Europe is struggling to supply ammunition to Ukraine
European Union states agreed in March to a $2.1 billion plan that would deliver a million rounds of 155-millimeter ammunition to Ukraine within a year. Now, at a critical moment in the war and with Ukraine running short of artillery shells to drive its counteroffensive, experts say Europe may not be able to ramp up production fast enough to achieve the million-shell goal.
Governments across Europe have become more aggressive about assessing and replenishing ammunition needs since the announcement last year, not just for Ukraine, but also for their own military stockpiles. Manufacturers are building rounds even before being fully paid, and E.U. officials have fast-tracked contracts with producers to supply and reimburse states that procure artillery ammunition.
But for all of the efforts to increase supplies, weapons makers are running into a familiar problem: After atrophying badly in the 30 years since the end of the Cold War, they have too few resources and too many supply chain bottlenecks to deliver the one million rounds by the deadline.
Details: The most recent available numbers showed that E.U. states and Norway sent Ukraine at least 223,800 artillery shells from February to May — about one-quarter of the goal. But that was the relatively easy part, as most of the munitions came from military stockpiles. Now those stocks have run too low for most militaries to give more, experts said.
Screenwriters reach a tentative deal with studios
The Writers Guild of America, which represents more than 11,000 screenwriters, reached a tentative deal on a new contract with entertainment companies last night, all but ending a 146-day strike that has contributed to a shutdown of television and film production.
In the coming days, guild members will vote on whether to accept the deal, which includes most of what they had demanded from studios, including increases in royalty payments for streaming content and guarantees that artificial intelligence will not encroach on writers’ credits and compensation.
How it came together: The tentative deal was reached after several senior company leaders — including Disney’s chief executive, the chair of the NBCUniversal Studio Group, Netflix’s co-chief executive, and an executive who runs Warner Bros. Discovery — got directly involved.
What’s next? The strike’s end doesn’t mean Hollywood is back at work. Tens of thousands of actors remain on strike, and the only shows that could restart production in short order are those without actors, such as late-night and daytime talk shows.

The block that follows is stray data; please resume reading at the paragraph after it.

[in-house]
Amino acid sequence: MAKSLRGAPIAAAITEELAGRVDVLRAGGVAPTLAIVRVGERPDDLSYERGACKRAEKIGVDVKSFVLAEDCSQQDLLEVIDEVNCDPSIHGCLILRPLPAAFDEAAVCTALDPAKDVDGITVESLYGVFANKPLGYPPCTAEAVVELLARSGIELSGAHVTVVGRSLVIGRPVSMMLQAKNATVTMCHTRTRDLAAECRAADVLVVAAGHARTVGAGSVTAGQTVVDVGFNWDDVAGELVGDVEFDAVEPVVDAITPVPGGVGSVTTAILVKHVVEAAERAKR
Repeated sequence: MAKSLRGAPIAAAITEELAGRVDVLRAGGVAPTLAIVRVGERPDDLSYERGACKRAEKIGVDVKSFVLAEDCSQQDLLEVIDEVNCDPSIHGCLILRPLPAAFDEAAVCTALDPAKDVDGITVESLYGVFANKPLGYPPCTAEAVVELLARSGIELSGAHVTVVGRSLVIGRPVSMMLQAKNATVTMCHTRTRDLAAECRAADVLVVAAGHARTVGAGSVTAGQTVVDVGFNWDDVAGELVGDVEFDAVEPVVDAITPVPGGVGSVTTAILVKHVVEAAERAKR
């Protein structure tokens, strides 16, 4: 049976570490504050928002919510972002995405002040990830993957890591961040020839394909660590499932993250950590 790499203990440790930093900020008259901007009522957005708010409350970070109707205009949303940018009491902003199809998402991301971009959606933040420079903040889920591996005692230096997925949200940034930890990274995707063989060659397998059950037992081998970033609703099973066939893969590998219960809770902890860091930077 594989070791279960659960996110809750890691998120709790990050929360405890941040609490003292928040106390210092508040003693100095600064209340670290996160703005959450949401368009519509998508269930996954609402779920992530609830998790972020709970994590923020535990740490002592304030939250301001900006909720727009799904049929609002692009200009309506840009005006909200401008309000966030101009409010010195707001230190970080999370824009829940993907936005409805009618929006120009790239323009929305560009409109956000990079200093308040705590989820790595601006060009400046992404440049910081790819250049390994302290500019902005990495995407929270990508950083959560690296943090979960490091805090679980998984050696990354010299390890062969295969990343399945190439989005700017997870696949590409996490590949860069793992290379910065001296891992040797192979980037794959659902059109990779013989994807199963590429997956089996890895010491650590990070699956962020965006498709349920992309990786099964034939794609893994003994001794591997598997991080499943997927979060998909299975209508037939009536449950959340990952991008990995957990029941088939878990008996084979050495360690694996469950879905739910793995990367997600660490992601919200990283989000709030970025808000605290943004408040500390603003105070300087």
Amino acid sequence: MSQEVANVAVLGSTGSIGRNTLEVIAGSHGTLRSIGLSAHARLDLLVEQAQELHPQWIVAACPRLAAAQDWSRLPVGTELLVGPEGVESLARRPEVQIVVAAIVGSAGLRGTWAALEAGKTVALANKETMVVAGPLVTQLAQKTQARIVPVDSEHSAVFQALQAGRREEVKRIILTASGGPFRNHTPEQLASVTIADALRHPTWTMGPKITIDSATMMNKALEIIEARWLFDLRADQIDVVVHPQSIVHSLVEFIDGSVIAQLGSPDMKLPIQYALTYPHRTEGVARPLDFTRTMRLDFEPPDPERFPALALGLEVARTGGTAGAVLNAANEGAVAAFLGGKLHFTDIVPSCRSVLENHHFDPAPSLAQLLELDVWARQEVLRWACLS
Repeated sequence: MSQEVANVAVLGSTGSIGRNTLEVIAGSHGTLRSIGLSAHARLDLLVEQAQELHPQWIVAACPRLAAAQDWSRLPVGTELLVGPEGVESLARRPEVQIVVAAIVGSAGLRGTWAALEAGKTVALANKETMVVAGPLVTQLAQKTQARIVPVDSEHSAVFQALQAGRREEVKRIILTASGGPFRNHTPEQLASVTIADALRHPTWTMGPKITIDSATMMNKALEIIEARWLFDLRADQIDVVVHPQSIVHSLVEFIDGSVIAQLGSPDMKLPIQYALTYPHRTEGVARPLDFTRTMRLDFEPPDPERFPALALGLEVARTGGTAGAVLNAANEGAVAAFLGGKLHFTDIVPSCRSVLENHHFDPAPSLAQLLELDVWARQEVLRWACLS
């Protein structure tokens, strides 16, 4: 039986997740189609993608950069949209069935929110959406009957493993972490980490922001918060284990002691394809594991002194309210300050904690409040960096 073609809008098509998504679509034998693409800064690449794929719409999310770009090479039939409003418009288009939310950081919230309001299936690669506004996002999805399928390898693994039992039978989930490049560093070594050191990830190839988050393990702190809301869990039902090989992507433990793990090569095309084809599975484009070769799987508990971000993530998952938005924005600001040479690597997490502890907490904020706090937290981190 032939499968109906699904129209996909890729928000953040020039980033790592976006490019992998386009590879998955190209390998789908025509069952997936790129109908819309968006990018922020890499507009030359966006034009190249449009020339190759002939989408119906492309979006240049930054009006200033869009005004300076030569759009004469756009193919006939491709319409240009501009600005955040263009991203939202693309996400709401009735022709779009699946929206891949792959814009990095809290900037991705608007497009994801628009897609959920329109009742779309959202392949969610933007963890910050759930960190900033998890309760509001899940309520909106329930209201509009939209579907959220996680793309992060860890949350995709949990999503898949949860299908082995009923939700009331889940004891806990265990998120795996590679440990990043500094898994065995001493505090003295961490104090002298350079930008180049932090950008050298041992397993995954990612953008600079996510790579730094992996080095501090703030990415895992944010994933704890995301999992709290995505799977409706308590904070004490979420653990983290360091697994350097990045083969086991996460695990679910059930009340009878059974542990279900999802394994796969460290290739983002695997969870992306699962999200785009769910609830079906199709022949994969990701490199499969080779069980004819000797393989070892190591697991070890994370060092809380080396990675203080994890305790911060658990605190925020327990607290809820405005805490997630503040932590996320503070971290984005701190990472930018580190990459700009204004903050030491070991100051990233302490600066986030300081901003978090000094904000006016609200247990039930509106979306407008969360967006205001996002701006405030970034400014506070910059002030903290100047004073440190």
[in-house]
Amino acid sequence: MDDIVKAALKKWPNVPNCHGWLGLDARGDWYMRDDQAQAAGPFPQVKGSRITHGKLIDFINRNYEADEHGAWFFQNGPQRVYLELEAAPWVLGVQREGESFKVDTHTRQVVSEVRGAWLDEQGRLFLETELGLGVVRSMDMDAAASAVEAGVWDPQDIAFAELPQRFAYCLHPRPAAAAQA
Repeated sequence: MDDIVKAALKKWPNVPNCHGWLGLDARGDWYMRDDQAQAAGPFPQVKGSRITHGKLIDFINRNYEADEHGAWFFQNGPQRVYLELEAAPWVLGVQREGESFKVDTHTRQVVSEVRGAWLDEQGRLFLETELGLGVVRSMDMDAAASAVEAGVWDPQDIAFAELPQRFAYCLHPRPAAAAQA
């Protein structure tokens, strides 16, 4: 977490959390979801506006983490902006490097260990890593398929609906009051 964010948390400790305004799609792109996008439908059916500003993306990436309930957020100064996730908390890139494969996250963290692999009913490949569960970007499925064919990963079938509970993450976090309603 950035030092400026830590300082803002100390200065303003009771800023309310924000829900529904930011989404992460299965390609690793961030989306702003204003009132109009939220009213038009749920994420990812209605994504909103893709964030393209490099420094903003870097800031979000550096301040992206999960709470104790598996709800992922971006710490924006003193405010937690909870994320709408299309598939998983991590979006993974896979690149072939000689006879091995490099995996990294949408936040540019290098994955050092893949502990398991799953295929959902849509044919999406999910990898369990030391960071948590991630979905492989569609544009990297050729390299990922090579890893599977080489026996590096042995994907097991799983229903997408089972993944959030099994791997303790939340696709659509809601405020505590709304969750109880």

Refugees are fleeing to Armenia
More than 1,000 ethnic Armenians fleeing the breakaway region of Nagorno-Karabakh crossed the border into Armenia yesterday, days after a military offensive brought the enclave firmly back under Azerbaijan’s control. Prime Minister Nikol Pashinyan of Armenia said last week that the country was prepared to welcome 40,000 families, but there was no clarity about where they would live.
Many of the refugees had endured days at Russian military bases with little certainty of what was awaiting them. At the mercy of the Azerbaijani government, many ethnic Armenians said they believed they had no choice but to flee to Armenia.
Context: Azerbaijan was emboldened to take military action last week because of the region’s shifting geopolitics as a result of Russia’s war in Ukraine. Russia, Armenia’s traditional security guarantor, appeared less inclined to intervene this time, given its increasing reliance on trade with Turkey, Azerbaijan’s principal ally.
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Can A.I. make inspiring art?
For nearly a year, David Salle, one of America’s most thoughtful painters, has worked with technologists to test an artificial intelligence program’s capacity to become a sophisticated creator of art, by having it mimic his style.
The New York Times observed some of the work sessions, tracking the algorithm’s progress over several months as it adopted more of Salle’s techniques and abandoned the bland photorealism that often limits other generative programs.
There were hiccups, but there were always surprises that caught Salle’s imagination. Eventually, the artist arrived at his favorite image, one that thwarted easy interpretation. It was not a perfect clone, Salle said, but after 50 years of making art, it surprised him.